Willamette View, a nonprofit CCRC outside of Portland, Ore., uses green roofs to manage runoff into the adjacent Willamette River. In 2019, it transformed a large asphalt parking lot into a series of carports, for multiple benefits.
The roofs are topped with sedum plants in two-by-four-foot plastic trays. The growing medium absorbs and filters rainwater, letting the rest drain through the trays into the campus drainage system.
The green roofs have the side benefit of creating a better view for residents whose apartments overlook the roofs. Parking areas are protected and shady. The green roofs also help to attract new residents, many of whom have a strong interest in sustainability and environmental conservation.
“This is part of our social responsibility, managing runoff from our property,” says CEO Craig van Valkenburg.
Green roofs are becoming a popular option in urban areas for rainwater management, easing heat, and human well-being.
If done properly, green roofs can garner LEED points and earn grants, rebates, or tax credits in some regions. The downside: A green roof is more expensive to install than a regular roof, and it requires more maintenance. But each community is unique and has its own way to measure the pros and cons of a green-roof investment.
One of the hottest topics in land management today is the concept of resiliency.
A resilient landscape is one that can adapt to changes in its environment and regenerate itself when necessary. Those changes may be gradual and long-term, such as a shift toward warmer temperatures, or more sudden and short-lived, as in the case of seasonal droughts.
Consider the cost of plant replacement and outdoor infrastructure restoration after an extreme weather event, and the operations advantages of a resilient landscape become clear.
“A resilient landscape is one that can be maintained within extremes of heat, storms, flooding and some of the more extreme climates that we have now,” Higgins says.
“You hear a lot about that especially near waterfront properties. Water levels are rising, so your design should anticipate those changes.”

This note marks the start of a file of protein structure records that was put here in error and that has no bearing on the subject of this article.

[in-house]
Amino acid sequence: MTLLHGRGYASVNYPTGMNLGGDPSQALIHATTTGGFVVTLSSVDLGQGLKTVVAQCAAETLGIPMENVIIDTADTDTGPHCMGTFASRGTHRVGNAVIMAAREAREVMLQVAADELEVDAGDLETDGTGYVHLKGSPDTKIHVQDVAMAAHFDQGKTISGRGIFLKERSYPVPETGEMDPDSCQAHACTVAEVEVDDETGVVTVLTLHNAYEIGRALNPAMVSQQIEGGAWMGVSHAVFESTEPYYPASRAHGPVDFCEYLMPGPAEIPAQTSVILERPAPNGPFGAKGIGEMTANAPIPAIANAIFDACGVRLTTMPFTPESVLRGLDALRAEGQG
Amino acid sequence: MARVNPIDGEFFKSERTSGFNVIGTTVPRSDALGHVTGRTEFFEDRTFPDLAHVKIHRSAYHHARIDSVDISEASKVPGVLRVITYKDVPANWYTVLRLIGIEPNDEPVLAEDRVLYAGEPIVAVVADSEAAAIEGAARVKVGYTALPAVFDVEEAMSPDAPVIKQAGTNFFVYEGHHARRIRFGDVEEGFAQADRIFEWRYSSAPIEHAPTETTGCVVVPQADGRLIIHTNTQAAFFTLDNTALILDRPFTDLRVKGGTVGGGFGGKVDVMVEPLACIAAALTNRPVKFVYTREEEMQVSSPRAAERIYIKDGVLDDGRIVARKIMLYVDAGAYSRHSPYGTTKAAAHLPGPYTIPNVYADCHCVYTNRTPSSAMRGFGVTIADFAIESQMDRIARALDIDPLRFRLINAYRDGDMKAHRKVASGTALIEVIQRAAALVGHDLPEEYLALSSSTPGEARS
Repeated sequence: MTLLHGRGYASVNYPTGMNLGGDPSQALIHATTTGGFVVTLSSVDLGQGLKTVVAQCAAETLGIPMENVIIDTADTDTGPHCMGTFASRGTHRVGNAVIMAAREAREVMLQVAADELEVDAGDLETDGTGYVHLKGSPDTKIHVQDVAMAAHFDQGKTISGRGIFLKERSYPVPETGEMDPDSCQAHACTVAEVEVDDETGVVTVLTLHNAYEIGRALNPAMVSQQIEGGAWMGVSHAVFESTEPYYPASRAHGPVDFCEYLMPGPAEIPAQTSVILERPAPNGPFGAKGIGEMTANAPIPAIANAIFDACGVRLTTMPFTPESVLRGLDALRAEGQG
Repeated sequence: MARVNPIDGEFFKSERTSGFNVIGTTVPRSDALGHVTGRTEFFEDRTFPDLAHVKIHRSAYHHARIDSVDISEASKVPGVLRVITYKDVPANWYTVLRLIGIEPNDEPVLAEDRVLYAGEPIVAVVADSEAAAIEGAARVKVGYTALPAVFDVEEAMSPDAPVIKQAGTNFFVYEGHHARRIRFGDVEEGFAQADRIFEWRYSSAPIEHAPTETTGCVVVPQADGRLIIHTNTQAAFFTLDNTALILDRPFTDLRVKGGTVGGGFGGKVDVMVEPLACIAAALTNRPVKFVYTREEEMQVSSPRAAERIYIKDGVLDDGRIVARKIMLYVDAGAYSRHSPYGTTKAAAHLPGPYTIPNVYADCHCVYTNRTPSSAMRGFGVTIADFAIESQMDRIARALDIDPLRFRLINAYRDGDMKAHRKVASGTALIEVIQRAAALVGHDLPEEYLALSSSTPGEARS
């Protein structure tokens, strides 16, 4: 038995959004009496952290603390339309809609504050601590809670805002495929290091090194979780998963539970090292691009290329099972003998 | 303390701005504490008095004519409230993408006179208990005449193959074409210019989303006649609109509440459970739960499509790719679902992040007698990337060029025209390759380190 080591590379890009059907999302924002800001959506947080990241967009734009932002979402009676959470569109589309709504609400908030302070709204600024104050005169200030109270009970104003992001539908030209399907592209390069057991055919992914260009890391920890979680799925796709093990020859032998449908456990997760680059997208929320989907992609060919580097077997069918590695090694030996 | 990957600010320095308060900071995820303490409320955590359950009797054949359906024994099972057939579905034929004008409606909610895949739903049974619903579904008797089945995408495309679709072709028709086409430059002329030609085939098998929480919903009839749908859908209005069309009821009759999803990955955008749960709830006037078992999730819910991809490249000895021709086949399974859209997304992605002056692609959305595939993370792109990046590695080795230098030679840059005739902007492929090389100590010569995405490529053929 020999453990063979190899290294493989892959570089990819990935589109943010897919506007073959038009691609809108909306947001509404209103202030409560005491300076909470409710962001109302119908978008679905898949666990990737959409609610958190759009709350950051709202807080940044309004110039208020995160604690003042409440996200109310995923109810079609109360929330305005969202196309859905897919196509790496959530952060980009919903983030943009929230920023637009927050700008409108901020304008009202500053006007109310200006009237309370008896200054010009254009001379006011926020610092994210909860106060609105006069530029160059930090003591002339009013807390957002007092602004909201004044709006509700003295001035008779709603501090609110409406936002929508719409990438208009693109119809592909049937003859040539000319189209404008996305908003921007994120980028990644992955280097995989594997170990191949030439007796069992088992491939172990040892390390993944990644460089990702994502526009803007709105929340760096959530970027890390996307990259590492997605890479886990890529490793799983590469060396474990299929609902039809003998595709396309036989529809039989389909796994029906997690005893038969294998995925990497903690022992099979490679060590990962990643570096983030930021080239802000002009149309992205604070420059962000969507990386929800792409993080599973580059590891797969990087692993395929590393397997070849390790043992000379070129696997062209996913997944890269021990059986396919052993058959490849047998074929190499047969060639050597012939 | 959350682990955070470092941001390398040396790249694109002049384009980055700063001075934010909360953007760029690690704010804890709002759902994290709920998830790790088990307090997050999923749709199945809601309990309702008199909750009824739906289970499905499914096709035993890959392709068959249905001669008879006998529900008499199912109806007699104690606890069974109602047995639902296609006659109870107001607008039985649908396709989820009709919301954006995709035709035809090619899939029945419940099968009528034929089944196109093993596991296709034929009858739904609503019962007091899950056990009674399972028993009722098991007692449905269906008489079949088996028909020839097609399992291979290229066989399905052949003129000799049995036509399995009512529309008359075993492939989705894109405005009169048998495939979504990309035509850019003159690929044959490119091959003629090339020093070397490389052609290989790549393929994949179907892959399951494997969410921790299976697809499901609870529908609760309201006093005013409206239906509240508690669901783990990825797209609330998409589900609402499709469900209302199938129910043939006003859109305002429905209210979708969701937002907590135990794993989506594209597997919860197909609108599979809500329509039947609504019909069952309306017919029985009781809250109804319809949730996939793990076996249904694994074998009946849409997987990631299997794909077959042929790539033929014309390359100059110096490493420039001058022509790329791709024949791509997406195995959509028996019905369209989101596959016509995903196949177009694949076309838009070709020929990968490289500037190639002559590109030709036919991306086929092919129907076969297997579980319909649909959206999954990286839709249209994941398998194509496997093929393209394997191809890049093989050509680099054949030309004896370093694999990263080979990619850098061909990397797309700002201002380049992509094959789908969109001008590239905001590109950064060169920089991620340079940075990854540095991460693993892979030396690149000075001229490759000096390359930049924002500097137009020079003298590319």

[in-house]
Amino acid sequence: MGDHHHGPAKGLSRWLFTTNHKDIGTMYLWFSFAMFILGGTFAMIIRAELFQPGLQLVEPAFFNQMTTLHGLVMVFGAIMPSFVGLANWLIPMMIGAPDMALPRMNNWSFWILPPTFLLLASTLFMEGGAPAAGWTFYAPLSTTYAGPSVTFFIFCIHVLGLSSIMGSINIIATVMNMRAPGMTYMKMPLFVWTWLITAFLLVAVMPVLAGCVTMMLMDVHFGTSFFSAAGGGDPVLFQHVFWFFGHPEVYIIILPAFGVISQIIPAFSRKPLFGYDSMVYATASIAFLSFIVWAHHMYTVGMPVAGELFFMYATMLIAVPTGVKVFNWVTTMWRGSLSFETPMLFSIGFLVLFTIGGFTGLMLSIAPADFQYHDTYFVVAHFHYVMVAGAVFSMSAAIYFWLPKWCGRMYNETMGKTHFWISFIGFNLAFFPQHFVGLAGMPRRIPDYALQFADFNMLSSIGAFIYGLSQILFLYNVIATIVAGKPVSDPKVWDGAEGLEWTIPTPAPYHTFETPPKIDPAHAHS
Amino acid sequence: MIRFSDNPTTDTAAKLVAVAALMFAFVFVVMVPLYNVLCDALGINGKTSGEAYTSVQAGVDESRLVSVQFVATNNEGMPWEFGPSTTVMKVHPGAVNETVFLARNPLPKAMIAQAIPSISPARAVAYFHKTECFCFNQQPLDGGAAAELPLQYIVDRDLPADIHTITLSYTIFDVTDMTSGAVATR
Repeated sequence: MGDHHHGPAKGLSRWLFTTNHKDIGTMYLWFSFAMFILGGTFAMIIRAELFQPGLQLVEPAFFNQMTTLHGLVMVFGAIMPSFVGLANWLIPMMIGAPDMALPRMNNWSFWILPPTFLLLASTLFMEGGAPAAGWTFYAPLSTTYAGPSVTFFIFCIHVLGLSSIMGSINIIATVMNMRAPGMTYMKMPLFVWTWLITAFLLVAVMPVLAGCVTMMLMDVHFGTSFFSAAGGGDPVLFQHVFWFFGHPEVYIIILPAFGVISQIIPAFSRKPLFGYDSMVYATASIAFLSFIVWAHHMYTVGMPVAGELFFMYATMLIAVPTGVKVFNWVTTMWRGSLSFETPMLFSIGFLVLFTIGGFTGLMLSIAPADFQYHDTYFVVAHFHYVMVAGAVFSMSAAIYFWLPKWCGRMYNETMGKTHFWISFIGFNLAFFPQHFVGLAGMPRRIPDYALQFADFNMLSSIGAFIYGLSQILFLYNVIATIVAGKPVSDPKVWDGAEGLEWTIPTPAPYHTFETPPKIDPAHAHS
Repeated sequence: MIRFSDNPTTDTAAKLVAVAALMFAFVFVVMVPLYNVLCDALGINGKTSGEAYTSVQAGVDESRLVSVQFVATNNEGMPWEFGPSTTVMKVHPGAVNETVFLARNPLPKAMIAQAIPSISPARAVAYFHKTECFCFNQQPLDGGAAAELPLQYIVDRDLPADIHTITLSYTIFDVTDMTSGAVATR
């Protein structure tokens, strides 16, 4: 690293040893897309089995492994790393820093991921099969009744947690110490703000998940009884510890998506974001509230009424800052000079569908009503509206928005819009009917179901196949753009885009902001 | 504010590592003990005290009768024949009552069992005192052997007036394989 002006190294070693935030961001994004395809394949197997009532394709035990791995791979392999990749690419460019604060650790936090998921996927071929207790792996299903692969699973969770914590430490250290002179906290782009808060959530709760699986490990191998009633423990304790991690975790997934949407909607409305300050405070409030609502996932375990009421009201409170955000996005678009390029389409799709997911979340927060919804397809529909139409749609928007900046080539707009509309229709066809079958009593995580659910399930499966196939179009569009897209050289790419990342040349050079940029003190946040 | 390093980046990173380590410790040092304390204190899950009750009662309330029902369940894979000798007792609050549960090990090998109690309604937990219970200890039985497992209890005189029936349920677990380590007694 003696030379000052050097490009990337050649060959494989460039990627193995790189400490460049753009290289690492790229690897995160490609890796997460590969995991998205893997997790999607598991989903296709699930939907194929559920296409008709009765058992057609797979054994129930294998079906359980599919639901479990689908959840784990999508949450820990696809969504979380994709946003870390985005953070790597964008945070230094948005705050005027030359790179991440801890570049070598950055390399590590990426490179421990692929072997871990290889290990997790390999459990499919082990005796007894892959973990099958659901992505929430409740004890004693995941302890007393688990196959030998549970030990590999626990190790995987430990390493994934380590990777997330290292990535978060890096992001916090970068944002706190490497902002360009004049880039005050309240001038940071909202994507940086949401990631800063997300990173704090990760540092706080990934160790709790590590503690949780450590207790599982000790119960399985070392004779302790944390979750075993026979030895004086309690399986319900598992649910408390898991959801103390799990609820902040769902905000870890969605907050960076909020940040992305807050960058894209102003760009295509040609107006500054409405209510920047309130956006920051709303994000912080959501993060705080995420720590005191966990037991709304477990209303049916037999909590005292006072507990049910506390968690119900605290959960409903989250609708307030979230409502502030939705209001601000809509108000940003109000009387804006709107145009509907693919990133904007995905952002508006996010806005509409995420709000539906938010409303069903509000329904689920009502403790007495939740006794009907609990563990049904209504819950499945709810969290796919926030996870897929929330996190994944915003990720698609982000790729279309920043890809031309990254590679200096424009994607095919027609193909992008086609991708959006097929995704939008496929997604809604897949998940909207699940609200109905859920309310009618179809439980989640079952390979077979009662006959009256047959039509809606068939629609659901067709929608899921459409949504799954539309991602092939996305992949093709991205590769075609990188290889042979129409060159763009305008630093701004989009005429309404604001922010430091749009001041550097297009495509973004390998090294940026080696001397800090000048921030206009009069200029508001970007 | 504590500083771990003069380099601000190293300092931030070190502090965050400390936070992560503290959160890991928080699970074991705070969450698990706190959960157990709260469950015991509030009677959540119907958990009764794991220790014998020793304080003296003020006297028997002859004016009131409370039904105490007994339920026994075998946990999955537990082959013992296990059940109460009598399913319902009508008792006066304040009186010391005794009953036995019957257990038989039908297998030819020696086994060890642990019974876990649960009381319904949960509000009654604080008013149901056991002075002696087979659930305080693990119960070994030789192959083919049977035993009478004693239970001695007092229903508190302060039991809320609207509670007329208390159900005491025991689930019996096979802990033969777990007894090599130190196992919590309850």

A landscape near the shore is more resilient when it contains a variety of coastal plants and can withstand high winds, salt and floods, for instance.
Resiliency and sustainability go hand-in-hand. Both rely on the use of native plant material and are most successful when they maintain natural biodiversity. True resilience depends upon creating a complex ecosystem—and this may be difficult to achieve in practice. Implementing sustainable principles and preserving native plants and landforms are manageable steps that communities can take toward landscape resilience.
Some aspects of senior living landscaping will never go out of style. Walking paths, shaded seating areas, and water features will always be in demand. In recent years, fire pits and resident gardening plots have become ubiquitous. Some communities foster a strong collaboration between residents and culinary staff to grow produce featured in the dining program.
Also trending is installation of outdoor fitness equipment such as that found in many public parks. Devices geared toward the needs of older adults are easy-to-use ways to help maintain strength, mobility, and balance.
In urban areas, rooftop gardens—as opposed to green roofs, in which plants cover the entire roof—are growing in popularity. Vertical container gardens give residents a place to grow plants without using a lot of space. Water features on a rooftop can help mask the sounds of the city.
Blurring the boundaries between indoors and out is another trend. “Green walls” are densely planted vertical spaces, often with contrasting plants that create attractive patterns.
And Jack Carman, founder and president of Design for Generations in Medford, N.J., suggests enhancing such indoor garden spaces with the sounds of waterfalls and chirping birds. Placing plants throughout the buildings will help residents maintain a healthy connection to nature. “People feel good about having plants growing in the environment they’re living in,” Carman said.